In order to investigate characteristics of the humoral immune response in the CSF of a patient with a typical course of NB, we sought to resurrect the antigen specificities of antibodies from CSF-derived cePC by recombinant reconstruction of their secreted IgG. Instead of analyzing the clonally diverse CSF Ig itself, we dissected the antigen-driven immune responses in the CSF down to the clonal level, which made it possible to discern the antigen specificity of individual expanded CSF plasma cell clones. We validated our system by recombinant expression of a well-characterized MAb (8-18c5), demonstrating that our methodology preserves both the specificity and the affinity of the antibodies secreted by the “original” antibody-producing cells.
By means of assembly of Ig H-chain sequences with identical CDR3 regions, we were able to identify three expanded plasma cell clones in the CSF of a patient with NB (RA17, RA20, and RA77). The VH sequences (n = 4) contained in the RA17 group had a number of nucleotide mutations, suggesting that these sequences were the result of somatic hypermutation during affinity maturation. No mutations were found in the RA20 and RA77 groups of sequences. However, a comparison with germ line V-region segments revealed mutations in the H- and L-chain V-region sequences in all groups (Table ), thus providing additional evidence that the antibodies had undergone affinity maturation.
Of the recombinant human MAbs derived from the groups containing identical H-chain CDR3 regions, one (RA77) specifically reacted with B. burgdorferi
, the causative infectious agent of NB, as determined by ELISA and immunofluorescence staining of B. burgdorferi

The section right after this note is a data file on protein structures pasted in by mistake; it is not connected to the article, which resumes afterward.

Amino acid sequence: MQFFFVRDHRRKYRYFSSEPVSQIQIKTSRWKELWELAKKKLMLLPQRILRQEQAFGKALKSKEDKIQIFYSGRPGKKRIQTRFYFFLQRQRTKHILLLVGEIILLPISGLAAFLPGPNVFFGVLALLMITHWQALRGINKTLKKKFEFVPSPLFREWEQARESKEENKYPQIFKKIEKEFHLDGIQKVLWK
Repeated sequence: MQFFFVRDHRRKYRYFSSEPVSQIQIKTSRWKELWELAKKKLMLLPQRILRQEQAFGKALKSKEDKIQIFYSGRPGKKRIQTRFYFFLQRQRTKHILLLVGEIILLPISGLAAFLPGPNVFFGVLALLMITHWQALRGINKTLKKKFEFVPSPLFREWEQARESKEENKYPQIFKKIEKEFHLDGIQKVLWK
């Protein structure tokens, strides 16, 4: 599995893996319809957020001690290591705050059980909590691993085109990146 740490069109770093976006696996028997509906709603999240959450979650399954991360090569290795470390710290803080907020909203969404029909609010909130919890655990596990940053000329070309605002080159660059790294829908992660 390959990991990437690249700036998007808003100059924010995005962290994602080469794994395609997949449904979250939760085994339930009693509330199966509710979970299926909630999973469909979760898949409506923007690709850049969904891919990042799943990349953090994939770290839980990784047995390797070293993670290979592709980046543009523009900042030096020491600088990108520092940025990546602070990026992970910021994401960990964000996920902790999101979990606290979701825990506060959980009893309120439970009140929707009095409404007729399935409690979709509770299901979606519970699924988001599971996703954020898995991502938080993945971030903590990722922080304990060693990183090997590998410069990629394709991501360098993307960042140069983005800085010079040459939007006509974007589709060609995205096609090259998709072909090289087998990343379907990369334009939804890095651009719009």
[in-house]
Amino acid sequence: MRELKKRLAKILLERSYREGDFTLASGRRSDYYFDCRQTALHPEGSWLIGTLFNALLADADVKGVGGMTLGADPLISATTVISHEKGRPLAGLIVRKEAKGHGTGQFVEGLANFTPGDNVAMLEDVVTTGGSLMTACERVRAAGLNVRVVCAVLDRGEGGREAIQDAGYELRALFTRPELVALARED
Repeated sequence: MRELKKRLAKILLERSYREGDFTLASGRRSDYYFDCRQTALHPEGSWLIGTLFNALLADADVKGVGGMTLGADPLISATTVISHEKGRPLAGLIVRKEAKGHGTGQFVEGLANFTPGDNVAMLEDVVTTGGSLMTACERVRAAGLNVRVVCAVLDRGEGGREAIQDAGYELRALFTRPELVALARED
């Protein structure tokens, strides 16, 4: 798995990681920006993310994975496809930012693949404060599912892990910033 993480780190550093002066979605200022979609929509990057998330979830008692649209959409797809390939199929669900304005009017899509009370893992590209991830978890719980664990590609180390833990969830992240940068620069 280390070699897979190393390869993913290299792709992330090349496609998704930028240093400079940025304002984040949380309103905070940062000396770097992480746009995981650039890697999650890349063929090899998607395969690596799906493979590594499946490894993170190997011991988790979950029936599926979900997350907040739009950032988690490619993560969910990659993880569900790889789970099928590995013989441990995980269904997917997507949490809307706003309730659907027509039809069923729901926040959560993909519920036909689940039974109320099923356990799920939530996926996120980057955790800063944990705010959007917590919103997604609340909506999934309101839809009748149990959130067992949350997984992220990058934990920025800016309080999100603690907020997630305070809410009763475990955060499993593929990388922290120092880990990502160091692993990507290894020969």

with RA77. No cross-reactivity of RA77 with T. pallidum
spirochetes or E. coli
could be detected, indicating that RA77 is specific for B. burgdorferi
. This finding of a B. burgdorferi
-specific antibody produced by a cePC is consistent with previous studies showing that OCB in the CSF of NB patients contain antibodies directed against B. burgdorferi
), particularly in view of recent data from our laboratory supporting the conclusion that cePC are in fact the producers of OCB (unpublished data). To date, the only other inflammatory disease for which a link between CNS-derived plasma cells and the causative agent has been demonstrated is subacute sclerosing panencephalitis. Burgoon et al. obtained measles virus-specific antibodies from individual plasma cells excised from postmortem brain tissue of a patient with subacute sclerosing panencephalitis by laser capture microdissection (6
). Our findings, together with those of Burgoon et al., suggest that such an experimental setup may be helpful in identifying disease-relevant target antigens in neuroinflammatory diseases of unknown origin.
To further analyze the exact antigen specificity of the B. burgdorferi
-reactive RA77 MAb, we performed immunoprecipitation and subsequent MALDI-TOF analyses. In this way, we were able to identify the cognate antigen of RA77, namely, the B. burgdorferi
flagellum protein p41. While we found a high-affinity interaction between antibody RA77 and native B. burgdorferi